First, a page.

But, we all agreed, you can only appreciate the good when you have conquered the bad. We raised a drink to that before extinguishing the last stove and retreating to our bags for the night. I fell asleep to the blissful sound of the river just a stone’s throw away.
The next morning, woken early by the light, we wolfed down our porridge and cleared camp before it was even 7am. We hauled our bikes and trailers back onto the heather-lined track as Euan brushed the area with a branch to remove any signs of our stay, and then set off down the trail towards Inverdruie.
With rain forecast for the afternoon we had planned to get back to Nethy Bridge around lunchtime, and that’s just what we did. The ride up and over An Slugan was only slightly marred by the forestry work that had ravaged the hillside, but the view behind more than made up for it: looking back over Rothiemurchus and the northern corries was a good enough reason for a stop and mid-morning munch and it was with heavy hearts that we eventually turned our backs on the view one last time and headed down the rocky track past Milton Farm and onto the road.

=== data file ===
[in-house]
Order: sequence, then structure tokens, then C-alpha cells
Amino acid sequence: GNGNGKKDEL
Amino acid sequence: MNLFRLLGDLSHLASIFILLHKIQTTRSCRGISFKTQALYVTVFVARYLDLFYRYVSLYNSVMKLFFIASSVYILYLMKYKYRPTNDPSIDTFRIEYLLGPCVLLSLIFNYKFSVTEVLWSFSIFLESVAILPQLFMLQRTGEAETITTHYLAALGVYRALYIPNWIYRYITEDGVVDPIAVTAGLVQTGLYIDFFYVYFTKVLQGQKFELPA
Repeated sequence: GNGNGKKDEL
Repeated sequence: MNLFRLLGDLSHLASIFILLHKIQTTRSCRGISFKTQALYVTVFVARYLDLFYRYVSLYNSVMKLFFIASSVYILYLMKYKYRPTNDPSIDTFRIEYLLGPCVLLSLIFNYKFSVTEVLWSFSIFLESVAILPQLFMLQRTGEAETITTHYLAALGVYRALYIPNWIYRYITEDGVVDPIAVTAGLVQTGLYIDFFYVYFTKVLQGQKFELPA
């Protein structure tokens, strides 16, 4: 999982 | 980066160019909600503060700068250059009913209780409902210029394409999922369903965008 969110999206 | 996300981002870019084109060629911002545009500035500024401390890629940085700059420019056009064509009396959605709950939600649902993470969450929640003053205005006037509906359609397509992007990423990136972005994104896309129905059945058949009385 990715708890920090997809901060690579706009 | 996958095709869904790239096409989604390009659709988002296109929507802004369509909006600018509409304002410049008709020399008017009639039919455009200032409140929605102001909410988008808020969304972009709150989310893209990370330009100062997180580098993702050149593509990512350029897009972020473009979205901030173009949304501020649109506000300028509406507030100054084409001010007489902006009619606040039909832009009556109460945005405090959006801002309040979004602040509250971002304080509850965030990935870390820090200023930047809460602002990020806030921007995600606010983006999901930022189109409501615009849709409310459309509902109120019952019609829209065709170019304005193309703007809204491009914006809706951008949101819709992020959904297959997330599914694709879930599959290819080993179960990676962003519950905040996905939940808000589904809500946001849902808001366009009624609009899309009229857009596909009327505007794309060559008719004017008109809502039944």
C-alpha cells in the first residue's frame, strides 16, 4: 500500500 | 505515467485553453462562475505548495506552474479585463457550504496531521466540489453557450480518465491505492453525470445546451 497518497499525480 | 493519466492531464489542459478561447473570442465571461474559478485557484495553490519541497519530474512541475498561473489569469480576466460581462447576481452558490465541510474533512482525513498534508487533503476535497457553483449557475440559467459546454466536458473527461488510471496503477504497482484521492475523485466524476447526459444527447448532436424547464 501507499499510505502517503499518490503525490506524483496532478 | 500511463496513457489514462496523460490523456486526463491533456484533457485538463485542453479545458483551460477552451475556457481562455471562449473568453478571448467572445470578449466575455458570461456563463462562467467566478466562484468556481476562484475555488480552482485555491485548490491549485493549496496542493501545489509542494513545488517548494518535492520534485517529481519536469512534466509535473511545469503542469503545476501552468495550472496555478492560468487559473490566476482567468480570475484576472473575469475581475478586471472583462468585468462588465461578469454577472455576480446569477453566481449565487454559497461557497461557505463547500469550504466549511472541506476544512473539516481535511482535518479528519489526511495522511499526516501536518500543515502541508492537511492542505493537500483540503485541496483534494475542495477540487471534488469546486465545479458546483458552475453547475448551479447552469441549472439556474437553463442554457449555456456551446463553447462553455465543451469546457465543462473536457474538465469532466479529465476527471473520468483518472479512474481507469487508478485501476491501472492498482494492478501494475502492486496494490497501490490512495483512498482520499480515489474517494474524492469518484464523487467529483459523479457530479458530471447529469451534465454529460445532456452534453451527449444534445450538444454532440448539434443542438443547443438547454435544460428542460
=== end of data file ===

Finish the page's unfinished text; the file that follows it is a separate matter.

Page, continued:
But even the roads in this area are a pleasure to ride, and we chatted away the miles climbing up to Tulloch and on to the final descent down into Nethy. Suddenly, with only two miles to go, Euan screeched to a halt by a narrow, unmarked trail that zipped off the road to our right. ‘What the hell,’ we thought, before plunging into the trees and off the radar of the map.
Of course, the trail was superb, twisting and turning over roots and through open woodland as it worked its way over the hillside to join the marked trails behind the village. Popping out over a few bridges we picked up speed and ended up racing the last mile down a heathery trail into the back of the village, chasing Andy’s trailer as it slid from side to side through the tight corners.
And it was to the sound of our own laughter that we burst out onto the road in Nethy Bridge and cruised the final few hundred metres to where the cars had been left. It was a perfect finish to the trip and one that softened the blow of our return to civilisation and the world of work.